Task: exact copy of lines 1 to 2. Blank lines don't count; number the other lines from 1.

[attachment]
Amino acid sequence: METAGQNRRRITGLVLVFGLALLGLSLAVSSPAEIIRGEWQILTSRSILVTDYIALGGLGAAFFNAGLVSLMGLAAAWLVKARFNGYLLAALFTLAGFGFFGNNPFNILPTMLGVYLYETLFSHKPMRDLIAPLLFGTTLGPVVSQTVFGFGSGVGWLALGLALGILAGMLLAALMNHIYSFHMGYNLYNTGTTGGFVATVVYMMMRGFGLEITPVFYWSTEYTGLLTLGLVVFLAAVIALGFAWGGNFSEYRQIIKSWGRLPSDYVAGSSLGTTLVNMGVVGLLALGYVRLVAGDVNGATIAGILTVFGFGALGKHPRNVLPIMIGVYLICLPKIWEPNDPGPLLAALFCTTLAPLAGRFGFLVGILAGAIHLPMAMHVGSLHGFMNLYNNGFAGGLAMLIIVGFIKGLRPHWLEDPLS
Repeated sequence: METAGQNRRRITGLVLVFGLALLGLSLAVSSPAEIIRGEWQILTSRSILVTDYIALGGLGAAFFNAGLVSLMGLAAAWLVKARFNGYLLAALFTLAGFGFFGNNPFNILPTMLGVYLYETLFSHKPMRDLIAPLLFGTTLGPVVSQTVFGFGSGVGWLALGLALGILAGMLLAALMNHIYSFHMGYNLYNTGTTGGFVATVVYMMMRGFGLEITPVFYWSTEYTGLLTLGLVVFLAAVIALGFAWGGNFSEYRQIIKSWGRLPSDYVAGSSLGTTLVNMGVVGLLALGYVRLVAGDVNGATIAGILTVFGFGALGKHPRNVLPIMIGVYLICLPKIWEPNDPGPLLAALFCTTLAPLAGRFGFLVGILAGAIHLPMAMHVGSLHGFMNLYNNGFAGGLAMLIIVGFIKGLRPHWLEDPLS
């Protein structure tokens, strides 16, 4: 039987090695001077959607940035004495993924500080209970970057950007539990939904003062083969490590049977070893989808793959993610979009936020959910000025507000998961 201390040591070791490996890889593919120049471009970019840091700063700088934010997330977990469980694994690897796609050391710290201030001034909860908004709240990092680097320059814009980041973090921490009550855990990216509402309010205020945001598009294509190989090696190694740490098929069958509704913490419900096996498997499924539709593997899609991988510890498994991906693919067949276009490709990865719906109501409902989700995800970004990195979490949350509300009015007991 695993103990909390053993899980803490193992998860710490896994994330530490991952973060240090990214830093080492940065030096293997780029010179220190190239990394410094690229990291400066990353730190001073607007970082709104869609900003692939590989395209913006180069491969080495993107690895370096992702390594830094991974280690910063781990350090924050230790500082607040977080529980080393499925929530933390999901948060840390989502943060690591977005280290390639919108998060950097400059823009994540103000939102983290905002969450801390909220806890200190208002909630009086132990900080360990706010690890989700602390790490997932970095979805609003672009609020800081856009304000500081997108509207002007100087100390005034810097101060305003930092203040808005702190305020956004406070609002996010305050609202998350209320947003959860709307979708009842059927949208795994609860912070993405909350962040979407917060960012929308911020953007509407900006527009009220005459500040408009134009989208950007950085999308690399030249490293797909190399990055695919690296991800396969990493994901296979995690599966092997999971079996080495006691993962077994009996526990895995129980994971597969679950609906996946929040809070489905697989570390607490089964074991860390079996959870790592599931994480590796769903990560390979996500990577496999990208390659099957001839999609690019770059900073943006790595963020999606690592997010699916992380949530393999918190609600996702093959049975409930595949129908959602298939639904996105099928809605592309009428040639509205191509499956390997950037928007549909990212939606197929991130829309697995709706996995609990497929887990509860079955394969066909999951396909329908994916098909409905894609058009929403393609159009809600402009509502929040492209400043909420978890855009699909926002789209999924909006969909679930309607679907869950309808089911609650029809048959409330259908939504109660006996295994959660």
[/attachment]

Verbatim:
Amino acid sequence: METAGQNRRRITGLVLVFGLALLGLSLAVSSPAEIIRGEWQILTSRSILVTDYIALGGLGAAFFNAGLVSLMGLAAAWLVKARFNGYLLAALFTLAGFGFFGNNPFNILPTMLGVYLYETLFSHKPMRDLIAPLLFGTTLGPVVSQTVFGFGSGVGWLALGLALGILAGMLLAALMNHIYSFHMGYNLYNTGTTGGFVATVVYMMMRGFGLEITPVFYWSTEYTGLLTLGLVVFLAAVIALGFAWGGNFSEYRQIIKSWGRLPSDYVAGSSLGTTLVNMGVVGLLALGYVRLVAGDVNGATIAGILTVFGFGALGKHPRNVLPIMIGVYLICLPKIWEPNDPGPLLAALFCTTLAPLAGRFGFLVGILAGAIHLPMAMHVGSLHGFMNLYNNGFAGGLAMLIIVGFIKGLRPHWLEDPLS
Repeated sequence: METAGQNRRRITGLVLVFGLALLGLSLAVSSPAEIIRGEWQILTSRSILVTDYIALGGLGAAFFNAGLVSLMGLAAAWLVKARFNGYLLAALFTLAGFGFFGNNPFNILPTMLGVYLYETLFSHKPMRDLIAPLLFGTTLGPVVSQTVFGFGSGVGWLALGLALGILAGMLLAALMNHIYSFHMGYNLYNTGTTGGFVATVVYMMMRGFGLEITPVFYWSTEYTGLLTLGLVVFLAAVIALGFAWGGNFSEYRQIIKSWGRLPSDYVAGSSLGTTLVNMGVVGLLALGYVRLVAGDVNGATIAGILTVFGFGALGKHPRNVLPIMIGVYLICLPKIWEPNDPGPLLAALFCTTLAPLAGRFGFLVGILAGAIHLPMAMHVGSLHGFMNLYNNGFAGGLAMLIIVGFIKGLRPHWLEDPLS